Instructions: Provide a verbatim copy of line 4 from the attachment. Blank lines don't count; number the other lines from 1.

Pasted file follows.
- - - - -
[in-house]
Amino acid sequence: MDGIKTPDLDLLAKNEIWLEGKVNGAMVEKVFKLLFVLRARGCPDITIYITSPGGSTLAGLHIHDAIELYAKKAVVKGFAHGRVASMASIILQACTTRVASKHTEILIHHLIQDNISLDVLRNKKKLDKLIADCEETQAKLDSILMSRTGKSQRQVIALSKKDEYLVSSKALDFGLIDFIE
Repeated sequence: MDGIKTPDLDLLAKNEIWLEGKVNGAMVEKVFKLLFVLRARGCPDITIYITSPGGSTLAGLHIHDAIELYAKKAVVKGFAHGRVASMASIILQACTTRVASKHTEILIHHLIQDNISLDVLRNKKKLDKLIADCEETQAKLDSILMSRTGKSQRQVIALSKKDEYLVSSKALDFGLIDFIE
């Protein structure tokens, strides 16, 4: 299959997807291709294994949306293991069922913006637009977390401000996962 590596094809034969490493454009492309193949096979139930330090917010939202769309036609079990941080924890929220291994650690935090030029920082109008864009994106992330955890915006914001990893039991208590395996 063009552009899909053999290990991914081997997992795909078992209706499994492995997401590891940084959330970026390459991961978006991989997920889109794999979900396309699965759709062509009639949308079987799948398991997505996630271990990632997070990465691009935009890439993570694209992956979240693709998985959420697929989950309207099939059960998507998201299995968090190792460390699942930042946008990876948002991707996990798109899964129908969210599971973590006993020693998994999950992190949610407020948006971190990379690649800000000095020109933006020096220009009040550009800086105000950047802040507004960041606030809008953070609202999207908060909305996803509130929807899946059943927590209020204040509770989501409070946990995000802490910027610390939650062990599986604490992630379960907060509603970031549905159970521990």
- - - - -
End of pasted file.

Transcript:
């Protein structure tokens, strides 16, 4: 299959997807291709294994949306293991069922913006637009977390401000996962 590596094809034969490493454009492309193949096979139930330090917010939202769309036609079990941080924890929220291994650690935090030029920082109008864009994106992330955890915006914001990893039991208590395996 063009552009899909053999290990991914081997997992795909078992209706499994492995997401590891940084959330970026390459991961978006991989997920889109794999979900396309699965759709062509009639949308079987799948398991997505996630271990990632997070990465691009935009890439993570694209992956979240693709998985959420697929989950309207099939059960998507998201299995968090190792460390699942930042946008990876948002991707996990798109899964129908969210599971973590006993020693998994999950992190949610407020948006971190990379690649800000000095020109933006020096220009009040550009800086105000950047802040507004960041606030809008953070609202999207908060909305996803509130929807899946059943927590209020204040509770989501409070946990995000802490910027610390939650062990599986604490992630379960907060509603970031549905159970521990």